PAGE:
Picture this: A Massachusetts couple’s talent for organization and eagerness to work resulted in them being asked to clean out a jam-packed storage unit and keep whatever they found. The owner of the unit had died, and the locker had sat untouched for a few years. The owner of the facility wanted it empty. The couple were told there might be “some cameras” in the mountains of cardboard boxes. They found a few cameras, then some more. Within weeks, they had opened boxes with 1,000 film cameras and roughly 1,000 lenses. The collection was described by a photo company as an “entire film camera museum.”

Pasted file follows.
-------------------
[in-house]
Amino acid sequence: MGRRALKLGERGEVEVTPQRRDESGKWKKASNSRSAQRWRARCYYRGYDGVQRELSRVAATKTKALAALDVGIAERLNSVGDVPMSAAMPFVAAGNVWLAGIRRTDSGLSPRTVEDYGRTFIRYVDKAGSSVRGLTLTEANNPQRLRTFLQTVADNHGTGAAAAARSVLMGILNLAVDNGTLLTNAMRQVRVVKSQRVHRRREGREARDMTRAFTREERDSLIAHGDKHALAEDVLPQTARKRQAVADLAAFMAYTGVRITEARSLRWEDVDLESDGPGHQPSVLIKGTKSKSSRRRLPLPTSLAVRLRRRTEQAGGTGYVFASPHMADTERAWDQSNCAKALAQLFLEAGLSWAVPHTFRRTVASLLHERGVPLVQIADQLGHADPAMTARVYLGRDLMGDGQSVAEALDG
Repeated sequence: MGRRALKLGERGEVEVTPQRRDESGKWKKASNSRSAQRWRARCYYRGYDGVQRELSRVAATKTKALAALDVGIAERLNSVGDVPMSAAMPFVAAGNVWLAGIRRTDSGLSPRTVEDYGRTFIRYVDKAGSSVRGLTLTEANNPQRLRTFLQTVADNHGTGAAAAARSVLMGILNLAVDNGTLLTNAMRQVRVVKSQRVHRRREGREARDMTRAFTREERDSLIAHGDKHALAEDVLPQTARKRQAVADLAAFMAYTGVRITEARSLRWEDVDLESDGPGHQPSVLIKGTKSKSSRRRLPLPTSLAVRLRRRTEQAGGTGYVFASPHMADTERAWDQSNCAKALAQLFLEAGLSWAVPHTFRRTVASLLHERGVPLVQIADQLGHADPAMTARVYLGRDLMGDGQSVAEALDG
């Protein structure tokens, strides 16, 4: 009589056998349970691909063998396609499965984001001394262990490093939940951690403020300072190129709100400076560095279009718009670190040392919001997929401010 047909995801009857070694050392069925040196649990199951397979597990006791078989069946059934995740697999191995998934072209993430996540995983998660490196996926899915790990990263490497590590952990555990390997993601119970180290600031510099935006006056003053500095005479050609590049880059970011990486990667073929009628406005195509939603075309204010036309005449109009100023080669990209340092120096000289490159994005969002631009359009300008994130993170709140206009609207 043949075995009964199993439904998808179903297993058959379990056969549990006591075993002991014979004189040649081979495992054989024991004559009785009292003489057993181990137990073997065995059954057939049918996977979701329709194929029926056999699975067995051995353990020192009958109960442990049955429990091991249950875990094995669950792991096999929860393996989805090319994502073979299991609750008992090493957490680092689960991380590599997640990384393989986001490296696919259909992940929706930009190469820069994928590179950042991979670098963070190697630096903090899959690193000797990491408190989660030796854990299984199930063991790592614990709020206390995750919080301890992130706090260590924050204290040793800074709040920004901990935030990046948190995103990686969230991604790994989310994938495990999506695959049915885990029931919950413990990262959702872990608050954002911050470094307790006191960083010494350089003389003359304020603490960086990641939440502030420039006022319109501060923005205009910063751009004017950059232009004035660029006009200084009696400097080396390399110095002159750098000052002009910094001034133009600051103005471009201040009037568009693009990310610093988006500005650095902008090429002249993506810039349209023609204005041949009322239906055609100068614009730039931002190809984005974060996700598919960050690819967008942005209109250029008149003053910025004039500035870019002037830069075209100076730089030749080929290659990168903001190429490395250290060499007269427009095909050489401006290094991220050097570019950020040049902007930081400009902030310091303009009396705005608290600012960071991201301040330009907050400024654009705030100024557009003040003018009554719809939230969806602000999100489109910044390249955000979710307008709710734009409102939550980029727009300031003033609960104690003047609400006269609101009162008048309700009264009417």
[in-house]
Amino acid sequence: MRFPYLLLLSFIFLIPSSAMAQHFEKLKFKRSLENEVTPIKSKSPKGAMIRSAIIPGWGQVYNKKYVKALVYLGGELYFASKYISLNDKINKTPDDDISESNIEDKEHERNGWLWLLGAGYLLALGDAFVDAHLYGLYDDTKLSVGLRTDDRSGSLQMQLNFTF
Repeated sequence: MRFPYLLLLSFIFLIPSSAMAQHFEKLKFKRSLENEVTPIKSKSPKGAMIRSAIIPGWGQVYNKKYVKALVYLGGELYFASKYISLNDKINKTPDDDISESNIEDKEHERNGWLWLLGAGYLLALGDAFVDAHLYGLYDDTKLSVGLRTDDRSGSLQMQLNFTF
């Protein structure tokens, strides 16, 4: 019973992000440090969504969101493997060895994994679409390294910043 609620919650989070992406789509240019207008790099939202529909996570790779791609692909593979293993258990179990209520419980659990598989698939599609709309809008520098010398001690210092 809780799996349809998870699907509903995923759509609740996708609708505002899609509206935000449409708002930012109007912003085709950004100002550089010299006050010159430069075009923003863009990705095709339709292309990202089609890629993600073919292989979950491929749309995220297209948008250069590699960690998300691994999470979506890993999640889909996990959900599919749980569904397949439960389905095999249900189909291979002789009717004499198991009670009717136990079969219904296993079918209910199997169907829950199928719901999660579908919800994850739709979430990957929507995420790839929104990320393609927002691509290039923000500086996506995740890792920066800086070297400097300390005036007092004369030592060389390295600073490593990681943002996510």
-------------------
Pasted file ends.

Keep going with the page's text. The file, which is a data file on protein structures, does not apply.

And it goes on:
Among the brands now crammed into the couple’s small apartment were: Miranda, Minolta, FED, Voigtlander, Zorki, Zenit, Fujica, Yashica, Pentax, Praktica, Mamiya Sekor, Exakta, Olympus, Exa, Petri, Konica, and TLRs. There were also cases, flashes, tripods, adapters, filters, body caps, lens caps, magazines, mounts, books, pamphlets, price guides, and service manuals to open up a store.
The couple are selling the cameras and equipment. The most valuable so far is a Minolta MD 135mm 1:2 lens that sold for $2,340, a Minolta CLE in a bag with two M-Rokkor lenses, and a Leica lens.
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